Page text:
That beautiful Duchesse lace collar! I love it already, and I'm actually vain as a peacock over it. I had made over mother's black silk for myself this fall, and I did so want some nice lace for it! You've no idea how beautiful, really beautiful, the dress looks with that collar. I shan't cry now when I'm invited anywhere. It's a pity, and I'm ashamed that it is so; but clothes do make such a difference.

Mother is fairly reveling in that lovely silk and lace workbag. She has carried it with her all day all over the house, just to look at it, she says. She has always wanted some such thing, but never thought she ought to take the money to buy one. She and two or three other old ladies in the neighborhood have a way of exchanging afternoon visits with their work; and mother is as pleased as a child now, and is impatiently awaiting the next "meet" so she can show off her new treasure. Yet, to see her with it, one would think she had always carried silk workbags, scented with lavender.

Joe is more than delighted with his handsome set of books. And really they do lighten our dull sitting-room wonderfully, and we are all proud of them. He is planning to read them aloud to us all this winter, and I am so glad. I am particularly glad, for we not only shall have the pleasure of hearing the stories themselves, but I shall have the satisfaction of knowing where my boy is evenings. Joe is a good lad always, but he has been worrying me a little lately, for he seemed to like to be away so much. Yet I could n't wonder, for I had so little to offer him at home for entertainment. Now I have these books.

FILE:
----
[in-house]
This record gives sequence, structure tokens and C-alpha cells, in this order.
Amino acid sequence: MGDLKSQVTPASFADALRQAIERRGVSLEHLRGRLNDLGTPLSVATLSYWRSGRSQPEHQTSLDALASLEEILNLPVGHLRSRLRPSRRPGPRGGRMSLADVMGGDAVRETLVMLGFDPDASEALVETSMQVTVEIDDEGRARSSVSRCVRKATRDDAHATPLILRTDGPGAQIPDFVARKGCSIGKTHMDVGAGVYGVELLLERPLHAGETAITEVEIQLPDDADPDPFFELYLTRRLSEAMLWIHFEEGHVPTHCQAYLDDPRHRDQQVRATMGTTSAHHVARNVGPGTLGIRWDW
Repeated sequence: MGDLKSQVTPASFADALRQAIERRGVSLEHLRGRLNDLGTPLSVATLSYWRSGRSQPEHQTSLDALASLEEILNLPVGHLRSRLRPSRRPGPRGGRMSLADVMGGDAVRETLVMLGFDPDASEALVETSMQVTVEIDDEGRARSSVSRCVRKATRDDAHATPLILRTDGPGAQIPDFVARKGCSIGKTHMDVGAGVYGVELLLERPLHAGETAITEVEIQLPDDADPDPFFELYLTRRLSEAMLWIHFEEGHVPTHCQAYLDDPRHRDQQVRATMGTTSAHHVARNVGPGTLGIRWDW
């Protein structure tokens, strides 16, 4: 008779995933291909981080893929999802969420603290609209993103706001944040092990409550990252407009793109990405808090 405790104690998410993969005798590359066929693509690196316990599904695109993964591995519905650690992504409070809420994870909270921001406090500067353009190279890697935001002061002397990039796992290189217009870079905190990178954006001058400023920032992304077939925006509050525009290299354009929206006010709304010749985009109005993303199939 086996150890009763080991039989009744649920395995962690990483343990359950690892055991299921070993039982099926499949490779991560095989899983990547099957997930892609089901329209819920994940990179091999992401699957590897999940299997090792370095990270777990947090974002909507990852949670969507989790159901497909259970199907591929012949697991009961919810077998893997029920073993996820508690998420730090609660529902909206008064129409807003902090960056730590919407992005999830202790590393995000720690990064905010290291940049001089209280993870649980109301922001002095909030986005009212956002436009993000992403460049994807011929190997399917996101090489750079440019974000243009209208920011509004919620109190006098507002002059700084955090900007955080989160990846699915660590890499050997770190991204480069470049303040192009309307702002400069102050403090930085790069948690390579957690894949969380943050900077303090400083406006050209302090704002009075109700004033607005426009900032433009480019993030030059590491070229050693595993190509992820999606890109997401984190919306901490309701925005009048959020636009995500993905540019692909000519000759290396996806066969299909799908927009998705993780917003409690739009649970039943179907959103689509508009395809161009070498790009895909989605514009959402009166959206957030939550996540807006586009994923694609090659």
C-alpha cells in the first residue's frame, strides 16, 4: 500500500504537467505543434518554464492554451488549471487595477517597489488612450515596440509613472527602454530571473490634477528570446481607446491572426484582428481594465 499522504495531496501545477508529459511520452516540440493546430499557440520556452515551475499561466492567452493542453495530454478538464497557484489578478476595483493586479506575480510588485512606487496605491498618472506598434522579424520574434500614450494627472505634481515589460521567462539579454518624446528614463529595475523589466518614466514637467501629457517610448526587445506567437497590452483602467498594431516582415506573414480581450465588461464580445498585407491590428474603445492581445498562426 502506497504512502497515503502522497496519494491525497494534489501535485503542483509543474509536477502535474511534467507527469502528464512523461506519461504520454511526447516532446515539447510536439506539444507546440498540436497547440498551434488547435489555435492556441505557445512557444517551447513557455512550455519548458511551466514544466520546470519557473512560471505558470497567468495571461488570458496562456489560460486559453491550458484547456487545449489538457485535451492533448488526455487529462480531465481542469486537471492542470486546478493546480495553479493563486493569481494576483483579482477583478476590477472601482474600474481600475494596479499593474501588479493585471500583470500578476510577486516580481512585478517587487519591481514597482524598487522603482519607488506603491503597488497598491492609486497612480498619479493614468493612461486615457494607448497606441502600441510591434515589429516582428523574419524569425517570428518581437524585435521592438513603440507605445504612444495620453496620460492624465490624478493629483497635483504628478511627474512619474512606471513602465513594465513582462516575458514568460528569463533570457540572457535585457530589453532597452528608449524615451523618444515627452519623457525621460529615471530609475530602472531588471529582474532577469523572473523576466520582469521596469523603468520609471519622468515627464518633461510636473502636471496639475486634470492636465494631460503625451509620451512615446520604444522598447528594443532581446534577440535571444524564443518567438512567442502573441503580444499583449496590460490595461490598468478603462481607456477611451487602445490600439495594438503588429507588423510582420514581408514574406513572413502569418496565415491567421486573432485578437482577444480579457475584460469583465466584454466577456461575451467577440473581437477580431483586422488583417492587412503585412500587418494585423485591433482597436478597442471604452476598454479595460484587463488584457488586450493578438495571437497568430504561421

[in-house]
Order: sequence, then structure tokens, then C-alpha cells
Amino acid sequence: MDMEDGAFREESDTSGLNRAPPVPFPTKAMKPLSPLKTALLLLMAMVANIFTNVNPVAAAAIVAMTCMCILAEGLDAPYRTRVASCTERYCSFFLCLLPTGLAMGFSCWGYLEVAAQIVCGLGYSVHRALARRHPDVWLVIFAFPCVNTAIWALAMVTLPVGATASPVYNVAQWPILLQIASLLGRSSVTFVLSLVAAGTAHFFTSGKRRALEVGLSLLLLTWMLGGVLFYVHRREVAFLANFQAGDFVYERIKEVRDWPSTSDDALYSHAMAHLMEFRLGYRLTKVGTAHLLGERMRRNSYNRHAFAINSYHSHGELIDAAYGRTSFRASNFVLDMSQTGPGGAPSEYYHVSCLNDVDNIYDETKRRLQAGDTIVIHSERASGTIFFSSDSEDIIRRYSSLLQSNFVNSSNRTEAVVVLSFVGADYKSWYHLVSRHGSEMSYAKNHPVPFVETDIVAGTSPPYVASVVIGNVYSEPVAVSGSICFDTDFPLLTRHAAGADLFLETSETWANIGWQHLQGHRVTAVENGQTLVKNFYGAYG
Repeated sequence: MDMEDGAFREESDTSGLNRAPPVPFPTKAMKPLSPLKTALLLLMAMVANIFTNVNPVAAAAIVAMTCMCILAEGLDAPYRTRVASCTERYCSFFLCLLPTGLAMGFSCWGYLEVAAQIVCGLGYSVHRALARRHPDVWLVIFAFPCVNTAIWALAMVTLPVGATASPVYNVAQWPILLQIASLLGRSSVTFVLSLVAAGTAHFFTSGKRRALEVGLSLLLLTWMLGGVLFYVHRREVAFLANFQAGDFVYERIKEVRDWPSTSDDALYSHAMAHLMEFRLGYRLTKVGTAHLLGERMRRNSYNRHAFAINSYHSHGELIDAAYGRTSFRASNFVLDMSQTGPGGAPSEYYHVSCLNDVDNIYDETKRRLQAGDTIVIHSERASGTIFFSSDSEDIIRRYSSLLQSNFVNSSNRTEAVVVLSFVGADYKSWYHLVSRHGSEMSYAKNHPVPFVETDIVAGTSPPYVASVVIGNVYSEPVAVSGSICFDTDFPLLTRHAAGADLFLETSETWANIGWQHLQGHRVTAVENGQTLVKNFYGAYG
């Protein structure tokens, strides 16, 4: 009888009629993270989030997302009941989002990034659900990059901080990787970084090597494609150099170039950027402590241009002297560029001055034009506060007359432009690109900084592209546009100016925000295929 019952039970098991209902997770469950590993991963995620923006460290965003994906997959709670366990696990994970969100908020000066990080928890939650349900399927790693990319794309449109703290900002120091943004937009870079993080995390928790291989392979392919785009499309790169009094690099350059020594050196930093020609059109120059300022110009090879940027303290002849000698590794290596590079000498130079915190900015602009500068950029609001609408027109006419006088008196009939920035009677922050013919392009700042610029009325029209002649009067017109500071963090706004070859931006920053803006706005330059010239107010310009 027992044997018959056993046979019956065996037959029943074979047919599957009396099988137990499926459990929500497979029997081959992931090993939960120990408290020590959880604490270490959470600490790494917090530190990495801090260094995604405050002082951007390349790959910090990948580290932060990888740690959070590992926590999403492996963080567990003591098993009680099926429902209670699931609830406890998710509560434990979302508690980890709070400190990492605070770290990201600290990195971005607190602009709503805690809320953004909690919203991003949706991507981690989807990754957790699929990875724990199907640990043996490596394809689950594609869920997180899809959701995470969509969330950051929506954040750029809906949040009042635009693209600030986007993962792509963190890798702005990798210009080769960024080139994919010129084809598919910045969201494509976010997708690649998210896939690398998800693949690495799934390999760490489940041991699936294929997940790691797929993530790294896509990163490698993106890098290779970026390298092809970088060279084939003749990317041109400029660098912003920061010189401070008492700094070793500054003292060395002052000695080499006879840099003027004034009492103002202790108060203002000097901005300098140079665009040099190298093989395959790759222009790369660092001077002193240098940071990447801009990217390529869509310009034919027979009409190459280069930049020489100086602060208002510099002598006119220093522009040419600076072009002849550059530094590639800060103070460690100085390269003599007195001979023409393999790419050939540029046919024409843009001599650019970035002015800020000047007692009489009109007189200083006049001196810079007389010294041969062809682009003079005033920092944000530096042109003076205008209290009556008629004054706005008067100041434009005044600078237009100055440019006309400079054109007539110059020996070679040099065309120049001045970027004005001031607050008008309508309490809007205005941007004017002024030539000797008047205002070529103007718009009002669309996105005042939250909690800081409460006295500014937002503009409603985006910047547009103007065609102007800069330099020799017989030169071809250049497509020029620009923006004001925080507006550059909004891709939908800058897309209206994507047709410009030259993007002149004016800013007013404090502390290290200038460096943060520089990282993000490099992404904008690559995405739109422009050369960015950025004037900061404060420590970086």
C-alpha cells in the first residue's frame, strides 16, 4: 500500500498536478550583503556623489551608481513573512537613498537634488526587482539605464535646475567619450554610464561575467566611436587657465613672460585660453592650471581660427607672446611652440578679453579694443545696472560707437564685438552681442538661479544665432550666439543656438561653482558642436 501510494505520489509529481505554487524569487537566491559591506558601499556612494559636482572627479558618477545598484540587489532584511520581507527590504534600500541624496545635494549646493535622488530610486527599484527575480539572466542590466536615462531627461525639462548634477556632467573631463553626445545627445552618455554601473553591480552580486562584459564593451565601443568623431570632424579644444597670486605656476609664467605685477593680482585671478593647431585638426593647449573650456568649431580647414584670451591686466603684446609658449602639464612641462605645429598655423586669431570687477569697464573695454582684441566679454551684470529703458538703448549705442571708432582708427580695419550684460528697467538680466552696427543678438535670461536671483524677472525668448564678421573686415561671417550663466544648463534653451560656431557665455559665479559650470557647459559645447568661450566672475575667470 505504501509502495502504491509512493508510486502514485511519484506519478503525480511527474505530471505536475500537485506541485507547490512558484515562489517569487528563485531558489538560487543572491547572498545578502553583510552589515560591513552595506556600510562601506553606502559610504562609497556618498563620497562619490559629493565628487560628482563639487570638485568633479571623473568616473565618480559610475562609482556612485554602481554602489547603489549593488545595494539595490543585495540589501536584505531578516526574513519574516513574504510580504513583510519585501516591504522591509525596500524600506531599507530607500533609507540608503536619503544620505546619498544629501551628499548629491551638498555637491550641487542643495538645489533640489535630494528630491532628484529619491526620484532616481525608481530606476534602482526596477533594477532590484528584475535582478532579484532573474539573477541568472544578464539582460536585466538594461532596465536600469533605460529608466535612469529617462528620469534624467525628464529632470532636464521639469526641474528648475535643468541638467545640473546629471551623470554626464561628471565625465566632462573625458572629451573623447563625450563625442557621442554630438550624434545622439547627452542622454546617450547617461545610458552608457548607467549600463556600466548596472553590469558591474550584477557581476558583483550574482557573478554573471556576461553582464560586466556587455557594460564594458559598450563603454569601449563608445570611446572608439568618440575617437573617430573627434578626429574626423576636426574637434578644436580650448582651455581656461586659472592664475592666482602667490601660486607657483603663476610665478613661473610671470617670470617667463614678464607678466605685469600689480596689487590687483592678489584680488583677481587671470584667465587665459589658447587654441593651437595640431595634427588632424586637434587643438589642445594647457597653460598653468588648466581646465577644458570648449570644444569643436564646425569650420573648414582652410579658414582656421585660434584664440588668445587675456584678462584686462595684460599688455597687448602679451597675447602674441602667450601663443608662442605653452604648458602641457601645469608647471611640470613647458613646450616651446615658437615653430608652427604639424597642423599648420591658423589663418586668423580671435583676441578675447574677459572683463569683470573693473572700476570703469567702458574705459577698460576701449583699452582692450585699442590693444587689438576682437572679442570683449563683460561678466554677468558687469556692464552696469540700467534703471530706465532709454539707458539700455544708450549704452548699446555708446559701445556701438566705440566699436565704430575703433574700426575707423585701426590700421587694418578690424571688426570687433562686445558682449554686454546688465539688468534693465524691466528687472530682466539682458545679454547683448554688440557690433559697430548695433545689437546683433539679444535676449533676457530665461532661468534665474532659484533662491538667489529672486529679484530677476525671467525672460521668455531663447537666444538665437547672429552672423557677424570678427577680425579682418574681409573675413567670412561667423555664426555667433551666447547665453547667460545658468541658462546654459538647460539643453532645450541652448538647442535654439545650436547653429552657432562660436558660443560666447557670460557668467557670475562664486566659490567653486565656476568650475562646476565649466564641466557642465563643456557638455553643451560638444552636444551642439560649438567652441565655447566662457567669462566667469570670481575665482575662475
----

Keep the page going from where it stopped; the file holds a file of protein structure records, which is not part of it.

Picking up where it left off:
Carrie is wild over her necklace of pretty stones. She says they're "all the rage" at school among the girls, and the very latest thing out. Dear child! she does so love pretty things, and of course I can't give them to her. It is the same with Jennie, and she is equally pleased with that dainty lace-edged handkerchief. It is such a nice handkerchief, and Jennie, like her mother, does so love nice things!

Tom was almost speechless with joy when he discovered that sumptuous knife. But he has n't been speechless since—not a bit of it! There is n't any one anywhere within the radius of a mile, I guess, to whom he has n't shown every blade and corkscrew and I don't-know-what-all that that wonderful knife can unfold.